Heliophysics is the study of the Sun, the solar wind, and the physical domain dominated by solar activity, the heliosphere. The goals of the Heliophysics Division range from understanding the active processes within the interior of the Sun that drive the system, to measuring the space environments of Earth and other bodies within the solar system, stretching out to interstellar space. The Heliophysics Division during 2016 was responsible for approximately 16 active missions.
Earth science comprises the study of the diverse components that make up Earth as a planetary system, including the oceans, atmosphere, continents, ice sheets, and biosphere. Using observations on a global scale, the Earth Science Division (ESD) seeks to improve national capabilities to understand and predict climate, weather, and
natural hazards; manage natural resources; and collect the knowledge needed to develop environmental policy. During 2016, there were approximately 20 active missions in this division.
The Planetary Science Division is responsible for sending robotic spacecraft and landers to Earth’s Moon, to the other planets and their moons, and to smaller celestial bodies, including asteroids and comets. These exploration activities are undertaken in order to better understand the origin and nature of the solar system and to provide a path forward for future human exploration. During 2016, there were approximately 14 active Planetary Science Division missions.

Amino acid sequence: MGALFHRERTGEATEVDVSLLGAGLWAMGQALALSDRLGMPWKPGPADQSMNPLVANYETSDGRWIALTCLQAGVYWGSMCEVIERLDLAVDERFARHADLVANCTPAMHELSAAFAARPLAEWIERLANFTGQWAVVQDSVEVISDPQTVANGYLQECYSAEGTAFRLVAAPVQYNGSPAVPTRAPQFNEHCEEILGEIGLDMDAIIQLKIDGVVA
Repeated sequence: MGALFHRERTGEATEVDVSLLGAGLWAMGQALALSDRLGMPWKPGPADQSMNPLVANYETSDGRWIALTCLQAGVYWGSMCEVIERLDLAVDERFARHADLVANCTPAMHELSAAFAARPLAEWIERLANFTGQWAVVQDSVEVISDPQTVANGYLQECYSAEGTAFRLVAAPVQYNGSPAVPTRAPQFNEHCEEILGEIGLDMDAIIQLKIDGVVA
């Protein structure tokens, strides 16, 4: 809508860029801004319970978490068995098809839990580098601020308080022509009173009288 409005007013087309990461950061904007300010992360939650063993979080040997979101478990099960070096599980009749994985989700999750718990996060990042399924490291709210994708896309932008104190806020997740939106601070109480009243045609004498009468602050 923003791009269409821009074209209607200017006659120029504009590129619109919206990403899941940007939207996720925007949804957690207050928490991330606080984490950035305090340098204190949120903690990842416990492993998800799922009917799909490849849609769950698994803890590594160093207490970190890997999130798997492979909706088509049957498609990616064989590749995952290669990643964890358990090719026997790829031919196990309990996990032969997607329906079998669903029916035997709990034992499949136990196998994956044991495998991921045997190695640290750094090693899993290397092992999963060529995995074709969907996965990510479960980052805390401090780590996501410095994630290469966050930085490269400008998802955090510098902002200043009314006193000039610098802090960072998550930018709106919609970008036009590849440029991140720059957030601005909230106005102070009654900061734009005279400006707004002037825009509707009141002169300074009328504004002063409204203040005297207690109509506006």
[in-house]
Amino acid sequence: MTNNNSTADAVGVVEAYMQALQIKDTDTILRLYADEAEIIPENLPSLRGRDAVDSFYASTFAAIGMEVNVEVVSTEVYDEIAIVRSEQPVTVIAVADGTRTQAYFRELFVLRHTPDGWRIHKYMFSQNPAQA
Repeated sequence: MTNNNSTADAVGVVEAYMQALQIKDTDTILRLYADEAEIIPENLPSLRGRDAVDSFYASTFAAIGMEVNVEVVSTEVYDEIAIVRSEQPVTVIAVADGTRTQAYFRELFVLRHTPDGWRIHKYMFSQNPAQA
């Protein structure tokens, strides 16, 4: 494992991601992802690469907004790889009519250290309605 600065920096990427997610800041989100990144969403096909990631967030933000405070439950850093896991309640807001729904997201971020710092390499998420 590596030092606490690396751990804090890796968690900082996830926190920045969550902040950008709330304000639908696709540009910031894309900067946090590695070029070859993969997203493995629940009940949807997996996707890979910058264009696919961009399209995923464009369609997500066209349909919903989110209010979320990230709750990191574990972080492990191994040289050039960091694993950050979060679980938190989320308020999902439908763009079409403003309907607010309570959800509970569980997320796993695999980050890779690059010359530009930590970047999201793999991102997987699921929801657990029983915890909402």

NASA missions progress through multiple phases (A-F), from early concept studies to end of life (Figure 1.2). Phase E is the operational phase of a mission. This can include transit to the science-gathering location (such as a Lagrange point for an astrophysical observatory, or a planet) and the science-gathering phase.
All missions have a prime phase during which they collect data and answer their top-level science questions. Spacecraft are designed and tested to specified lifetimes. Nevertheless, just as home appliances like dishwashers rarely stop working the day after the warranty expires, NASA spacecraft typically continue working after completing their prime phase. (This issue is further described in Chapter 4.) As a mission nears the end of its prime phase, the project team can request a mission extension through the relevant division’s Senior Review process. Extended operation may be approved if a mission can collect data that will help to answer new science questions that were not anticipated when the mission was first formulated, or extend the existing data sets and improve understanding of the subjects being investigated. Table 1.2 lists SMD’s current missions in extended operations.